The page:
Most(all?) measurable things (frequencies of transitions...) are predicted by the theory the same if instead of the problematic Hamiltonian

$$ \sum_{m} \hbar\omega_m(a_m^+a_m + \frac{1}{2}) \tag{*} $$ with the zero point terms, the normally ordered Hamiltonian $$ \sum_{m} \hbar \omega_m a_m^+a_m\tag{**} $$ is used. In fact if we want the quantum energy to correspond to classical Poynting energy in some limit of strong coherent states (a quantum EM field described well by classical light theory) , we can't define quantum energy by $(*)$, because there is no zero-point energy in e.g. classical electrostatic field or plane wave.

Already in classical mechanics we encounter many Hamiltonians that differ in form and value, but are equivalent in their equations of motion. But despite that infinite plethora of Hamiltonians for any given system, we use only one expression to define standard energy, often sum of kinetic and some standard form of potential energy. It seems natural to do similar in QT of field, i.e. we may work with many Hamiltonian operators with different constant shifts, but we should settle on some unique definition of energy in relation to rest of physics. Using (**) seems much better than (*) for this.

Trying to explain the value of the cosmological term via zero point energy of field is like the old idea of explaining mass of electron in terms of electromagnetic mass of some interacting system of charged elements - originally, a cool new idea, but after many trials it didn't really work out, the calculated value was either way too big (charge concentrated to a ball of size limited by experiments to be less than 1e-18 m) or zero (if electron has no parts), and we got back to regarding the electron mass as independent constant of nature, having nothing to do with EM mass.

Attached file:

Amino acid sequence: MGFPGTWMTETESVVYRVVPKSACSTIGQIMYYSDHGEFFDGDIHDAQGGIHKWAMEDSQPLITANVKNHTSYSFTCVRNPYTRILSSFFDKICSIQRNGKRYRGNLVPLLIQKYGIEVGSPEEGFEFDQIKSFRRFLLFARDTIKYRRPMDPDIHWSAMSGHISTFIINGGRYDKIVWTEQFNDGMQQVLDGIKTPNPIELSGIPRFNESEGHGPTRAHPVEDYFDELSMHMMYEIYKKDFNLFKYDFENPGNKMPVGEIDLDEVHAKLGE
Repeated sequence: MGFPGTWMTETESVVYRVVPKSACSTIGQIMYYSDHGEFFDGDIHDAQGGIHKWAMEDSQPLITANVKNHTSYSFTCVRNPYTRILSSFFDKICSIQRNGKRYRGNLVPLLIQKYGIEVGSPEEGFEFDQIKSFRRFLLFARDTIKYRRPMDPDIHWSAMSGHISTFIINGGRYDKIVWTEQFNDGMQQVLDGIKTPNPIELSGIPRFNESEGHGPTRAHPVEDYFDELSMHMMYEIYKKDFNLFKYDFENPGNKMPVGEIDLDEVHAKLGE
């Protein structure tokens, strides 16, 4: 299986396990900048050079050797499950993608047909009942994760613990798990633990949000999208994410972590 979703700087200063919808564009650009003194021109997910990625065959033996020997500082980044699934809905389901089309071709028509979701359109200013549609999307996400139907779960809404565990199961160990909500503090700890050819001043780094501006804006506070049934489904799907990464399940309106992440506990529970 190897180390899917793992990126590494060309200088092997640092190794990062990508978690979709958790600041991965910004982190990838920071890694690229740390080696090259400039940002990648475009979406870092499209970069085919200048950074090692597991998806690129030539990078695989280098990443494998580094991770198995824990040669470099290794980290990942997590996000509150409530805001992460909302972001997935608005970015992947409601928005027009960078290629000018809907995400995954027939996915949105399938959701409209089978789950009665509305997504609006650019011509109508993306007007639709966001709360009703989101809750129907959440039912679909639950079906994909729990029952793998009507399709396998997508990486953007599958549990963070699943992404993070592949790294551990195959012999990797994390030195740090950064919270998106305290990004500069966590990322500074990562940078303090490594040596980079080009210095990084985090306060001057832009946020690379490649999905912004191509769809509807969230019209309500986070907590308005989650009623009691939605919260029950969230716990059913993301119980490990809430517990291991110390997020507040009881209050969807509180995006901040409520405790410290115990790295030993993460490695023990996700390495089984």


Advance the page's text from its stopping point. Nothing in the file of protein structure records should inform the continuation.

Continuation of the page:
I'm not an expert, but...

I think that the second paper that you linked is correct, but it doesn't solve the problem in the first (also correct) paper, because the same considerations that apply to electromagnetism also apply to gravity.

In other words, it is more correct to treat the Casimir force as a loop correction to the electromagnetic interaction between the plates, but it's also more correct to treat the "vacuum catastrophe" as a loop correction to gravitional interactions between objects (since one can't observe the vacuum as such, only, e.g., bending of light). Gravity is universal, so if loops above the cutoff affect electromagnetic interactions (which experimentally seems to be the case) then it's not clear how you could prevent them from also affecting gravity.

  • $\begingroup$ I'm not sure? What does this have to do with dark energy and the expansion of the universe? $\endgroup$
    – Leureka
    Commented Aug 28, 2021 at 8:31
  • $\begingroup$ I linked the first paper just because it's one of the few discussing the 1 mm problem, I didn't really want to focus on the study of attraction between plates. How can the vacuum energy density stem from corrections to gravitational interactions? ED is just the sum of the base energy of all quantum fields. Not to mention gravity is not treated as a quantum field. $\endgroup$
    – Leureka
    Commented Aug 28, 2021 at 8:40